Tips for safe summer driving

HARARE - We are now officially in the summer season and the meteorological department has already warned of very high temperatures and these can be deadly both to humans and cars.

In case you are tempted to go for a drive — either for a day trip or to go on holiday — to escape from the entire political and economic hullabaloo and yes bond notes, you need to take a few precautions.

The combination of heat, long trips and heavy loads can place enormous demands on your car. So, before you pull out of the driveway, I would like to humbly suggest that you make sure that old and faithful jalopy is ready for a long, hot trip.

Check your tyres. Checking your tyres is crucial in the summer. Long road trips with humongous loads and high temperatures can stress your goodyears to the max. And, obviously, if the tyres go, you go! Besides, no one likes to force a mother-in-law into changing a tire on the side of the road. (You want to save her dwindling strength for that big transmission job when you get home!)

Make sure that you have the correct tyre pressure in all five tyres — In case you never noticed, there’s a tyre in the trunk. There’s plenty of debate about what constitutes “correct” tyre pressure, but we suggest going by what your vehicle manufacturer recommends, which should be listed on the side of the driver’s door, on the glove compartment door, or in the owner’s manual.

Don’t confuse the “maximum tyre pressure” listed on the sidewall of the tyre with the “recommended tyre pressure” provided by the manufacturer of the vehicle. While it’s okay to inflate your tyres to the “maximum tyre pressure” number, “recommended tyre pressure” is the ideal pressure you want in your tyres. If you’re carrying an extra heavy load, follow the recommendation for “heavy loads,” which is usually listed in the manual.

Water, water everywhere… Water is a crucial component of every long drive — for you and your car. So top up the screen wash reservoir — with water and cleaner to effectively clear off those pesky dead bugs — and have at least a couple of bottles of cold water for the driver and occupants of the vehicle.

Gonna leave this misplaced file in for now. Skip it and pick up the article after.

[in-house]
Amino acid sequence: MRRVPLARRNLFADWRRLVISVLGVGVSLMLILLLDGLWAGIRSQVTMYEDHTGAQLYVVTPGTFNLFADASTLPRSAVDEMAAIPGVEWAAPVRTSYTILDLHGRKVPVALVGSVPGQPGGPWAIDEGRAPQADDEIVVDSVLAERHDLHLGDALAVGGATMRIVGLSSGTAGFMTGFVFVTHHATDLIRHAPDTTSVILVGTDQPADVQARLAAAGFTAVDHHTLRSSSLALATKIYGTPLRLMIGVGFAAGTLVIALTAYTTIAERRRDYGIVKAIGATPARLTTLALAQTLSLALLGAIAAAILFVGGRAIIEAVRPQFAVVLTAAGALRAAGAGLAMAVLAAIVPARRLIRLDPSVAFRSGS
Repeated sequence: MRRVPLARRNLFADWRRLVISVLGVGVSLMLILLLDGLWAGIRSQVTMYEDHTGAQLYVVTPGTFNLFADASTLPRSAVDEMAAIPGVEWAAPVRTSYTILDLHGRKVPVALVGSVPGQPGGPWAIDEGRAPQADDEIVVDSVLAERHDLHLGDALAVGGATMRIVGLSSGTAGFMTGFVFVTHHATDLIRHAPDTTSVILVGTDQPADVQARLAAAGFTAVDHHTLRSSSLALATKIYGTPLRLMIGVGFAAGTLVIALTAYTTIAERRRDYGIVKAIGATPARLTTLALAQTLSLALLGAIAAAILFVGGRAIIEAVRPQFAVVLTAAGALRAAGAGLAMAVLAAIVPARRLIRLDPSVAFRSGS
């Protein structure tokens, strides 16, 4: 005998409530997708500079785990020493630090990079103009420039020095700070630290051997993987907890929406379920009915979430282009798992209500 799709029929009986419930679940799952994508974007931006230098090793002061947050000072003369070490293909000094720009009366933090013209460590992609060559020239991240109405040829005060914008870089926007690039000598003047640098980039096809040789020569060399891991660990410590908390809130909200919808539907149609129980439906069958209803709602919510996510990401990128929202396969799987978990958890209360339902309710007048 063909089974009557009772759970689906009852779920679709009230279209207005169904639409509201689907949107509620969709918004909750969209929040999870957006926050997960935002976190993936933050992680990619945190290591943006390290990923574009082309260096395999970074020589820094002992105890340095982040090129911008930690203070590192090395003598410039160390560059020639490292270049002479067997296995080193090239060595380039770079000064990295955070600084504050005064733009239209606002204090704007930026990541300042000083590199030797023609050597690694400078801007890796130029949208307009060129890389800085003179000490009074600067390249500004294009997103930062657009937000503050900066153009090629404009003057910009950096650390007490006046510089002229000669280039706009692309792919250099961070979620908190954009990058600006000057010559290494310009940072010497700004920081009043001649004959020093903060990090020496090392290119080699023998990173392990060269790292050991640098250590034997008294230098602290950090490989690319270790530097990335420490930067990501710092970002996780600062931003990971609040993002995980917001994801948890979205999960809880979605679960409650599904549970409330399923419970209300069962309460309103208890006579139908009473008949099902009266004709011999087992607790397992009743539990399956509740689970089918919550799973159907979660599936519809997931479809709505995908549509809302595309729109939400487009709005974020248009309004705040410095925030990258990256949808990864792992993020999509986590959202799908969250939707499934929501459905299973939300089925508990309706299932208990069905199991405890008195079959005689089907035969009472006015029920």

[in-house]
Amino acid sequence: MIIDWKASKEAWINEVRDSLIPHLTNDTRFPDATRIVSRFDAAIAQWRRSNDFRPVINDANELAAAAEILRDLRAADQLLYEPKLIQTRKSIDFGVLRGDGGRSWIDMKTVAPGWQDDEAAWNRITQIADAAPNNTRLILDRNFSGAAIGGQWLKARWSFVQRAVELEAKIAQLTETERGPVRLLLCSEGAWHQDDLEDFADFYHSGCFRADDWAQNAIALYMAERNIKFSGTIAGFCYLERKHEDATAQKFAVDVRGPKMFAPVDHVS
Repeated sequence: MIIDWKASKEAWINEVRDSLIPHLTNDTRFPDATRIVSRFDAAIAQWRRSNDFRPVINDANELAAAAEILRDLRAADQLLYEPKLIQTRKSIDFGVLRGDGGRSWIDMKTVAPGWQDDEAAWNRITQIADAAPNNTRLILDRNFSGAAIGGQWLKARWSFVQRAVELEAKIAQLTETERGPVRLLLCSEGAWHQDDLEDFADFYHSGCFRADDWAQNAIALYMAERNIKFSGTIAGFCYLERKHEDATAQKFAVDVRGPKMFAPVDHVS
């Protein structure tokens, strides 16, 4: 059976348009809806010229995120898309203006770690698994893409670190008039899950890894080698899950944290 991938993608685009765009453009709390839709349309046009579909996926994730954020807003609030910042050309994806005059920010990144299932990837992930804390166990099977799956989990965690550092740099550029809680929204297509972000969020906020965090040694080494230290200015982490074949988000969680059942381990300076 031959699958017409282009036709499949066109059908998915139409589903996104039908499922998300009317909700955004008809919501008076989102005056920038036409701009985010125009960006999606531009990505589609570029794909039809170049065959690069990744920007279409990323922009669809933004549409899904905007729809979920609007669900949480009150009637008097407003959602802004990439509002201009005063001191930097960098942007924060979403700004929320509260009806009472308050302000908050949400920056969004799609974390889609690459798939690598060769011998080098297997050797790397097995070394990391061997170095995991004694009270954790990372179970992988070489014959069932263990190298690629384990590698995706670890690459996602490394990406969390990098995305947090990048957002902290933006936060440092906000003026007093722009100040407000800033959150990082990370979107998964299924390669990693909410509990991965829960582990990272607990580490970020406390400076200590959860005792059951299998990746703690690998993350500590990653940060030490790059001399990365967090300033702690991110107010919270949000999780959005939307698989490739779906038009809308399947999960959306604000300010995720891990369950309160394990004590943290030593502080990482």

Be cool. Make sure that the radiator core is in good shape. Even though the radiator may not be leaking now, it will be leaking soon. That means bad overheating. And when your engine isn’t cooled properly, it can easily blow a head gasket, or crack or warp a cylinder head. In technical jargon, your engine is going to “melt”.

What is the radiator core, and how would you know if it’s rotten? The core is the little tubes through which the coolant flows so that it can get cooled by the air flowing past it.

But, it takes some experience to recognise a radiator that’s rotten, so we recommend that you ask your mechanic to check it out. He’ll look at it and touch it to see how hard it is to get it to crumble. Unfortunately this is a destructive test — if it’s rotten it will fall apart. But better it happens in the shop than on the highway.

Another common radiator problem is a plugged radiator core. If this happens, you’ll notice that your engine is running hot when you’re driving at sustained high speeds or, as a strictly hypothetical example, while you’re climbing a long hill on a hot summer day with your luggage in the trunk.

A plugged radiator core can be the kiss of death for an engine. How do radiators get plugged? Simple. If you haven’t had your cooling system flushed since, say, Arthur Mutambara was deputy prime minister, it’s likely that many of the little cooling tubes within the radiator core are clogged with rust.

Do your research — and follow the rules. Okay, so you have a valid driver’s licence and insurance certificates, plus your vehicle excise duty is fully paid up, but are there more rules to obey? Well if you’re driving abroad, there almost certainly are. For example, some regional countries require a high-visibility jacket and warning triangle. So make sure you check all the necessary rules for every country you’ll visit.

Travel as lightly as possible. You want to have the right clothes for every eventuality on holiday, but don’t overload your car. If you exceed the recommended carrying capacity, fuel economy, handling and braking distances can adversely be affected. And make sure that your luggage doesn’t restrict your visibility (especially the view from the rear-view mirror).

Take a break. If you have a long drive ahead of you, plan your breaks so you stop after two hours, at the very least — or a 20-minute break in journeys of over three hours. And if you’re taking a rest stop, don’t leave children or animals in the car alone, as heat stroke can be dangerous, or even fatal.

Know where you’re going. Planning is key for any long journey, so work out the best route to your destination in advance — and any alternatives if you hit congestion. Modern satellite navigation units are all well and good, but a road atlas or map are always useful to have in the car, as they can give you the bigger picture if you have to make a diversion.

Entertainment. Long journeys — especially on motorways — can be very, very boring, so make sure you have a full range of distractions for passengers, especially any children in the car. Books, games, portable DVD players or tablets/smartphones are all vital for long journeys with children, so don’t be afraid to use whatever you have available to keep them occupied.

If push comes to shove, you could even talk to each other — but try not to distract the driver too much.

Until next week, drive safely!

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